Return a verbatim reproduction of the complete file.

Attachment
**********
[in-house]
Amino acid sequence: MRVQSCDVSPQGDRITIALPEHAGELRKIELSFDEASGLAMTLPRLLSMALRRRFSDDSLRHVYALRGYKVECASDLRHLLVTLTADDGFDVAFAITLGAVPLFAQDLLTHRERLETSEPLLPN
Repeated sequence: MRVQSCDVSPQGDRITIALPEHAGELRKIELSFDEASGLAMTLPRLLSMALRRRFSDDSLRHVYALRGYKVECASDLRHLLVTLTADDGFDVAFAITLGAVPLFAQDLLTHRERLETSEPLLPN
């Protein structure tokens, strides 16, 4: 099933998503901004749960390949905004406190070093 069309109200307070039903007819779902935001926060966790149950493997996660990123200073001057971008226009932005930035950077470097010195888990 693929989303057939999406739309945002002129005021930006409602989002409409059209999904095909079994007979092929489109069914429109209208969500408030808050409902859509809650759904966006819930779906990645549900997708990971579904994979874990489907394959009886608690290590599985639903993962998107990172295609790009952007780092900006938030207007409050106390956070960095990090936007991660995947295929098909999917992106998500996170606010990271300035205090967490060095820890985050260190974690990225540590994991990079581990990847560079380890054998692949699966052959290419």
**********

[in-house]
Amino acid sequence: MRVQSCDVSPQGDRITIALPEHAGELRKIELSFDEASGLAMTLPRLLSMALRRRFSDDSLRHVYALRGYKVECASDLRHLLVTLTADDGFDVAFAITLGAVPLFAQDLLTHRERLETSEPLLPN
Repeated sequence: MRVQSCDVSPQGDRITIALPEHAGELRKIELSFDEASGLAMTLPRLLSMALRRRFSDDSLRHVYALRGYKVECASDLRHLLVTLTADDGFDVAFAITLGAVPLFAQDLLTHRERLETSEPLLPN
């Protein structure tokens, strides 16, 4: 099933998503901004749960390949905004406190070093 069309109200307070039903007819779902935001926060966790149950493997996660990123200073001057971008226009932005930035950077470097010195888990 693929989303057939999406739309945002002129005021930006409602989002409409059209999904095909079994007979092929489109069914429109209208969500408030808050409902859509809650759904966006819930779906990645549900997708990971579904994979874990489907394959009886608690290590599985639903993962998107990172295609790009952007780092900006938030207007409050106390956070960095990090936007991660995947295929098909999917992106998500996170606010990271300035205090967490060095820890985050260190974690990225540590994991990079581990990847560079380890054998692949699966052959290419």